Kousei’s world may have taken on color, but is he ready to participate in a piano competition on his own?
Although his performance with Kaori was far from perfect, Kousei’s time on stage with the energetic violinist helped rekindle his passion for the piano, a passion Kaori hopes to harness by taking it upon herself to enter him in the Maihou piano competition.
Anyone looking for a musical, romantic, or dramatic series will likely find something to enjoy in Your Lie in April.
Your Lie in April continues in its third volume to illustrate the struggle Kousei has with his psychological condition in relation to the piano. As Kaori herself points out, he has tried to give up playing the piano yet continues to lean on it for support. Fortunately, Kousei has stopped fighting Kaori at least in respect to actually playing the piano and has begun to try out his old passion once again.
It’s this sort of progression that is my initial impression of the story thus far, as although there is another performance coming up (and this time Kousei is performing by himself), the struggle is less to get him to perform and more to get him to perform well. It’s easy enough for him to practice the music having broken the initial barrier of performance previously, but Kousei is still haunted by the ghost of his mother and this volume serves as excellent setup for the stage where he will have to face his past.
While I enjoyed Kousei’s development, what was most notable about this volume was how well it managed to showcase most of the rest of the cast as well. Tsubaki’s reflections in particular were entertaining to read as she more-or-less faces her own coming of age as she realizes how her relationship with Kousei since a young age has truly impacted her. The internal monologue felt very moving to me because it really illuminated the character for the audience in a way that was both interesting and, more importantly in this case, relatable.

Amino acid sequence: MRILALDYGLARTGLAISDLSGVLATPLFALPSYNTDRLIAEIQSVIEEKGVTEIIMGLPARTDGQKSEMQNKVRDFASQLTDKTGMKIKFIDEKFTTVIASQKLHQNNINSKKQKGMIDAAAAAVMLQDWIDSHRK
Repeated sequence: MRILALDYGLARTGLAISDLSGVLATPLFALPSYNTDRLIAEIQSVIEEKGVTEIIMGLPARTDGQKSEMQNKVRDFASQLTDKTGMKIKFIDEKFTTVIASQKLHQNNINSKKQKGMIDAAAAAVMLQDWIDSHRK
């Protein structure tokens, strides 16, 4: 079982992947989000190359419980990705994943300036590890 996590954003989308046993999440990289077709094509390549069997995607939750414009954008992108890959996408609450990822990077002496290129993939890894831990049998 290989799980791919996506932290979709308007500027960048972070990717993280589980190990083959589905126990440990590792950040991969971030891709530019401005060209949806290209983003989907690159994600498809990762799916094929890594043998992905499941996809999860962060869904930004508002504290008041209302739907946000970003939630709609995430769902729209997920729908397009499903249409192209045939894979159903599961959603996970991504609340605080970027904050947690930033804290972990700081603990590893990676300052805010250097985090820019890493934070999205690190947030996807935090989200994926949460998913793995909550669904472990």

That being said, if there was one complaint I had for this volume it would be that the internal monologues of the various characters could be hit-or-miss, as although Tsubaki’s were generally excellent I felt that a couple of the moments of self-reflection for Kousei were a bit stilted. Most chapters also tend to open with a quick flashback or dream of some sort to help set up for the incoming story, and while some are better than others, they generally benefit the story well and were likely excellent for Japanese readers who read as the series first released.
While this volume is primarily setup for the big competition Kousei is himself preparing for, towards the end we get to meet some of his competitors, the fellow talented Japanese youth pianists Takeshi and Emi. It was interesting to see Kousei’s past from the perspective of his actual rivals, but the volume began to explore who exactly Takeshi and Emi were very quickly and made it clear that both their personalities and performances will be featured as the series moves forward.
Your Lie in April’s third volume may have set the stage for big things to come, but I found to my surprise that it too featured quite a bit of substance. As the series progresses I have found myself enjoying Arakawa’s illustrations more and more as the characters drawn with them continue to progress in interesting ways. As you might imagine, I highly recommend the series to anyone potentially interested.
Your Lie in April (Shigatsu Wa Kimi No Uso) Vol. 3 was published by Kodansha Comics USA on August 25th, 2015. The series originally ran in Kodansha’s Monthly Shonen Magazine from 2011-2015, with an anime adaption by A-1 Pictures airing from October 2014 - March 2015. Volume 4 was released October 27th in English.
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